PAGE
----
But no, I was born with the curse of being a nutrition-loving foodie, making it my personal goal to turn my children into health-conscious little foodies, too (and anyone else who is willing to listen).  Although most of my articles have talked about food successes with my kids, don’t be fooled – it hasn’t all been easy.  It’s definitely had its ups and downs.  Making the right choice doesn’t always mean the popular choice.

That became all too obvious when last week, my 5 year old son, decided that he wanted to go away for March Break with his dad and sister, without me, so they could eat all the deep-fried hash browns they wanted.   Sure, it sounds funny now (all right, it was even funny then) but surprisingly, that little comment cut me deep.  It put me into a week-long funk of:  why am I working so hard to get good food into them, when it’s so unappreciated?

Unfortunately, in this uninspired week, all I discovered is that the old kids’ saying is true:  it’s not fair.  All the fanfare is for junk food and fast food – it’s fun, easy and cheap to go out for a burger and fries or buy chocolate at the corner store.  Not to mention all the other resources for tasty sugar, fat and salt that healthy food lovers are constantly up against.  So how can we compete?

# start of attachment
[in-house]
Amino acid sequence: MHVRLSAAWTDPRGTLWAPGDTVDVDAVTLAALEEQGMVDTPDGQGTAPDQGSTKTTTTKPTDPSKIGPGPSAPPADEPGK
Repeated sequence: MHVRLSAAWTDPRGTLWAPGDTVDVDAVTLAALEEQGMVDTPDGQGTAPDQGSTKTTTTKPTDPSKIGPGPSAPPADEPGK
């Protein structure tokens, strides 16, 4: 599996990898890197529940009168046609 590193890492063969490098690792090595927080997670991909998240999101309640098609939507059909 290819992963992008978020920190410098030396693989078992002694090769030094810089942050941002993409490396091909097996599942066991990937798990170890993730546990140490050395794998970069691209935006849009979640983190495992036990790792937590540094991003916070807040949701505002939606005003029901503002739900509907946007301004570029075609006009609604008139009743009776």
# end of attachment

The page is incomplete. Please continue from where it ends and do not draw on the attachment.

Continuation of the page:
It just means we need to work a little harder to show them that good food can be delicious and enjoyable, too.  With some commitment from the whole family, we can have some control over ours and our kids’ food future.  It’s taken some time but my husband is starting to actively support this, too.  Historically, his diet has been worse than the kids.  Now recently, his meals have lots more salads and ground up secret veggies.  Definitely, a step forward.

On the kids’ side, some days will be harder than others.  But I strongly believe that if we’re consistent about healthy options, that when we’re not watching, they will make some healthy choices on their own.  Yes, it is possible.  I was at a pizza dinner at my kids’ school this week.  Guess what was beside my son’s chocolate brownie?  A pile of yellow peppers, carrots and cucumbers:  his choice.  I was so proud.

It’s hard to always keep a positive attitude but I’m trying to remember these little victories. Despite the “fried hash brown” setback, if they can inadvertently choose healthier foods, my conviction grows stronger.

And there is strength in numbers.  The more people fight the good food fight, the more it becomes the norm.  There’s more and more involvement from individuals, communities, corporations and governments on the importance of good eating and getting that momentum started at a young age.  It takes time to change people’s perceptions and food prejudices but it can be done.  That may sound cheesy but look at what Jamie Oliver has done for kids’ school lunches in the UK and his food foundation.  Truly inspirational.

So the next time you feel like you can’t steam another head of unloved broccoli, find some solace in knowing that you’re not alone in the healthy food crusade.   We’re making progress.  Keep doing what you’re doing.  It’s for all the right reasons.



Don’t be afraid to sneak that goodness in.  I like putting chopped spinach and flax into their scrambled eggs.  It tastes the same to them and now that I’ve done it for so long, it’s not weird for them to see greens in all sorts of their dishes.